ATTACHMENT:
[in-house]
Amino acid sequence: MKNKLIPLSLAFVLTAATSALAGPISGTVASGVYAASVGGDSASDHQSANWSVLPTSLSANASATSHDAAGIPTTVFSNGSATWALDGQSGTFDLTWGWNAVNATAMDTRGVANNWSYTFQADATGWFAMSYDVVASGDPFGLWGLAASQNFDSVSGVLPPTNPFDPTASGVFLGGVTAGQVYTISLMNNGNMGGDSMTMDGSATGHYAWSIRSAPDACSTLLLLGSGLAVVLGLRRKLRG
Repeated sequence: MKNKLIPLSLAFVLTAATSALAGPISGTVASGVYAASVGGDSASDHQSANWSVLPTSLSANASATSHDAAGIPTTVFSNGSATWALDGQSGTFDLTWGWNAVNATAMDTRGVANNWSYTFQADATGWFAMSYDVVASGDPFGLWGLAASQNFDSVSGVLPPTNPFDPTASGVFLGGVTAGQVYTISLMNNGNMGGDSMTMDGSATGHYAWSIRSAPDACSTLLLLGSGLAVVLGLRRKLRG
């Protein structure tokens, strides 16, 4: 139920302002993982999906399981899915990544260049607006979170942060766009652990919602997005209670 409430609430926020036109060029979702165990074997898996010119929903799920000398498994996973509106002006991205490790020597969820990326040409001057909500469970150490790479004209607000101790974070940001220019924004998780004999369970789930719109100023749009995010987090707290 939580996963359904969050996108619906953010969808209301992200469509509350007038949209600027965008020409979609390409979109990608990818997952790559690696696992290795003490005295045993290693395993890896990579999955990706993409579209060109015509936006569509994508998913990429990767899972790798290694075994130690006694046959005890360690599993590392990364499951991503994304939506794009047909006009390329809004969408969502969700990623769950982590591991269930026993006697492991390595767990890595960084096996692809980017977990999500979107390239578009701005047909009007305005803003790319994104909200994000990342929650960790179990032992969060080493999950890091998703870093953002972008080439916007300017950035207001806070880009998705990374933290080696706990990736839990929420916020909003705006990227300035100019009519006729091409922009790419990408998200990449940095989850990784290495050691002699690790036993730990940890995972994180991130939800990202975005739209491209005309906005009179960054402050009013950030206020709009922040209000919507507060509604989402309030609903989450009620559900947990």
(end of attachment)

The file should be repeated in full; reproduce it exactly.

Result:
[in-house]
Amino acid sequence: MKNKLIPLSLAFVLTAATSALAGPISGTVASGVYAASVGGDSASDHQSANWSVLPTSLSANASATSHDAAGIPTTVFSNGSATWALDGQSGTFDLTWGWNAVNATAMDTRGVANNWSYTFQADATGWFAMSYDVVASGDPFGLWGLAASQNFDSVSGVLPPTNPFDPTASGVFLGGVTAGQVYTISLMNNGNMGGDSMTMDGSATGHYAWSIRSAPDACSTLLLLGSGLAVVLGLRRKLRG
Repeated sequence: MKNKLIPLSLAFVLTAATSALAGPISGTVASGVYAASVGGDSASDHQSANWSVLPTSLSANASATSHDAAGIPTTVFSNGSATWALDGQSGTFDLTWGWNAVNATAMDTRGVANNWSYTFQADATGWFAMSYDVVASGDPFGLWGLAASQNFDSVSGVLPPTNPFDPTASGVFLGGVTAGQVYTISLMNNGNMGGDSMTMDGSATGHYAWSIRSAPDACSTLLLLGSGLAVVLGLRRKLRG
């Protein structure tokens, strides 16, 4: 139920302002993982999906399981899915990544260049607006979170942060766009652990919602997005209670 409430609430926020036109060029979702165990074997898996010119929903799920000398498994996973509106002006991205490790020597969820990326040409001057909500469970150490790479004209607000101790974070940001220019924004998780004999369970789930719109100023749009995010987090707290 939580996963359904969050996108619906953010969808209301992200469509509350007038949209600027965008020409979609390409979109990608990818997952790559690696696992290795003490005295045993290693395993890896990579999955990706993409579209060109015509936006569509994508998913990429990767899972790798290694075994130690006694046959005890360690599993590392990364499951991503994304939506794009047909006009390329809004969408969502969700990623769950982590591991269930026993006697492991390595767990890595960084096996692809980017977990999500979107390239578009701005047909009007305005803003790319994104909200994000990342929650960790179990032992969060080493999950890091998703870093953002972008080439916007300017950035207001806070880009998705990374933290080696706990990736839990929420916020909003705006990227300035100019009519006729091409922009790419990408998200990449940095989850990784290495050691002699690790036993730990940890995972994180991130939800990202975005739209491209005309906005009179960054402050009013950030206020709009922040209000919507507060509604989402309030609903989450009620559900947990």